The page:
- 1 Disregarding a Foreign Entity and Form 8832
- 2 What Type of Foreign Entity is it?
- 3 Purpose of Form 8832
- 4 What is an Eligible Entity?
- 5 Foreign Default Rule
- 6 Making the Election on Form 8832
- 7 What is a Per Se/Default Corporation?
- 8 Disregarding a Foreign Entity can be Complex
- 9 Golding & Golding: About our International Tax Law Firm
Disregarding a Foreign Entity and Form 8832
Disregarding a Foreign Entity: Some entities are eligible to elect to change their status. A very common status change (when applicable) is to elect to be treated as a disregard entity. In some instances — from a U.S. tax perspective — it benefits a US Taxpayer to disregard the entity. The idea behind disregarding an entity for tax purposes is so that the taxpayer does not have to go through the grind of completing all the entity tax returns. If at the end of the day it is a small business such as a domestic single member LLC (SMLLC), then under IRS tax law a single member LLC default tax position is treated as a disregarded entity. Therefore, the taxpayer is able to still obtain the necessary legal protections of having an entity in place, but instead of completing various corporate tax returns, the taxpayer can simply report the income directly on their own tax return using a Schedule C.
When it comes to disregarding a foreign entity — as with anything related to international tax — it is a much more complicated undertaking.
Let’s go through the basics of disregarding a foreign entity.
What Type of Foreign Entity is it?
It is important to understand what type of foreign entity a taxpayer has before determining whether or not the entity can be disregarded. That is because there are different default and disregarding rules depending on the specific type of entity at hand.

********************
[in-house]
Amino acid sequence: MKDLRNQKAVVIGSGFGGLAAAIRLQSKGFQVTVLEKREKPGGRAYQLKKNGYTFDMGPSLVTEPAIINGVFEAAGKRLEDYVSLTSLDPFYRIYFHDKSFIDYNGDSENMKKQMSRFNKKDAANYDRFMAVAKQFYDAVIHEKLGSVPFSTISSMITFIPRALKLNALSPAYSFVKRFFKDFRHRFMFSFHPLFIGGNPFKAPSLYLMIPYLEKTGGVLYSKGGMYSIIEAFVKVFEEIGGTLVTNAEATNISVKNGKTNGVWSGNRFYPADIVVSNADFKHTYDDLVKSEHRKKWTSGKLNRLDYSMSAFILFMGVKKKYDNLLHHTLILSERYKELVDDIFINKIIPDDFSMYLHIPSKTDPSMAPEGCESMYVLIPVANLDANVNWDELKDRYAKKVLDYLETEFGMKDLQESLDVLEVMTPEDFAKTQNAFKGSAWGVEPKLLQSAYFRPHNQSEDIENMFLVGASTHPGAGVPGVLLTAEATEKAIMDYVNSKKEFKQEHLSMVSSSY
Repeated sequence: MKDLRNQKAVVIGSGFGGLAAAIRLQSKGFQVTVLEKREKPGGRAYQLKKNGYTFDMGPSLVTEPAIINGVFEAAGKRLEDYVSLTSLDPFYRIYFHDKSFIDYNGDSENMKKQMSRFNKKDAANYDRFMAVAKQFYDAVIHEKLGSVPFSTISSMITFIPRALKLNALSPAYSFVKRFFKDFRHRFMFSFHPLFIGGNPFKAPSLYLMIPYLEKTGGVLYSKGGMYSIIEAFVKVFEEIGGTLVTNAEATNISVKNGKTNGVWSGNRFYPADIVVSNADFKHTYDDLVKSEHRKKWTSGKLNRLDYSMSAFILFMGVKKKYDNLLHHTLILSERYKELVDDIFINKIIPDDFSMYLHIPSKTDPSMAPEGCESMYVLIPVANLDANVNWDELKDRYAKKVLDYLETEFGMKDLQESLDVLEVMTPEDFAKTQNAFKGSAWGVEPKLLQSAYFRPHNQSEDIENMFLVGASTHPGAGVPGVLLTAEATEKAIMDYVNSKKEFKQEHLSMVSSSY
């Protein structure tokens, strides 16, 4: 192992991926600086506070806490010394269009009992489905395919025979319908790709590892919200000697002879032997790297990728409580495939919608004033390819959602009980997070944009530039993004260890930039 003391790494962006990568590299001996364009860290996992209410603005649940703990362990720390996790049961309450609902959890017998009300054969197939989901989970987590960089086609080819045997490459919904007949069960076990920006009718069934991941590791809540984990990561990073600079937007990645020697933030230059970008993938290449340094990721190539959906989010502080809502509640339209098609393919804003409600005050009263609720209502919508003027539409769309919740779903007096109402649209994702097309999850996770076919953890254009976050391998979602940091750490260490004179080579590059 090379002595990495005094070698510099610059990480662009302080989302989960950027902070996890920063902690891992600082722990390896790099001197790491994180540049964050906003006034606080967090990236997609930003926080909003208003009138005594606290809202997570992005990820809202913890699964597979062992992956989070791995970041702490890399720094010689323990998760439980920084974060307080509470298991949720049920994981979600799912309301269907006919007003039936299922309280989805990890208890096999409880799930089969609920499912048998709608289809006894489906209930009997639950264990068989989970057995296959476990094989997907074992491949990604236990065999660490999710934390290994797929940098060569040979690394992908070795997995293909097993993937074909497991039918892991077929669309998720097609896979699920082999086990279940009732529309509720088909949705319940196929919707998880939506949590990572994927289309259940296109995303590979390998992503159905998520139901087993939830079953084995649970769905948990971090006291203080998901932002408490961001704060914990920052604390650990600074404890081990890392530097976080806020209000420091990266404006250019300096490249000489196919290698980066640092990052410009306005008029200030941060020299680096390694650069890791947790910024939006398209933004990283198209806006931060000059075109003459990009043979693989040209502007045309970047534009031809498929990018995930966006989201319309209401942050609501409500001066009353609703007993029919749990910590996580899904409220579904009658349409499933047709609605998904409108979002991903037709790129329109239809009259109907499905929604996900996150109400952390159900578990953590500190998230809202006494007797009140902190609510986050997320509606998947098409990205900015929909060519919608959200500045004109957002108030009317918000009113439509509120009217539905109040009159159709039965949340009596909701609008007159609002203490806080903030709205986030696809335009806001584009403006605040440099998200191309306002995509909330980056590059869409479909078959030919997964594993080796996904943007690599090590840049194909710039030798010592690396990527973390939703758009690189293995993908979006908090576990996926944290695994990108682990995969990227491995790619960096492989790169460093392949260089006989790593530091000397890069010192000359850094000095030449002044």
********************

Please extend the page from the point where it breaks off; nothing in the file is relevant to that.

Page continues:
Purpose of Form 8832
“An eligible entity uses Form 8832 to elect how it will be classified for federal tax purposes, as a corporation, a partnership, or an entity disregarded as separate from its owner. An eligible entity is classified for federal tax purposes under the default rules described below unless it files Form 8832 or Form 2553, Election by a Small Business Corporation. See Who Must File below. The IRS will use the information entered on this form to establish the entity’s filing and reporting requirements for federal tax purposes.
Note. An entity must file Form 2553 if making an election under section 1362(a) to be an S corporation TIP A new eligible entity should not file Form 8832 if it will be using its default classification (see Default Rules below).”
What is an Eligible Entity?
- “An eligible entity is a business entity that is not included in items 1, or 3 through 9, under the definition of corporation provided under Definitions. Eligible entities include limited liability companies (LLCs) and partnerships. Generally, corporations are not eligible entities. However, the following types of corporations are treated as eligible entities:
An eligible entity that previously elected to be an association taxable as a corporation by filing Form 8832. An entity that elects to be classified as a corporation by filing Form 8832 can make another election to change its classification (see the 60-month limitation rule discussed below in the instructions for lines 2a and 2b).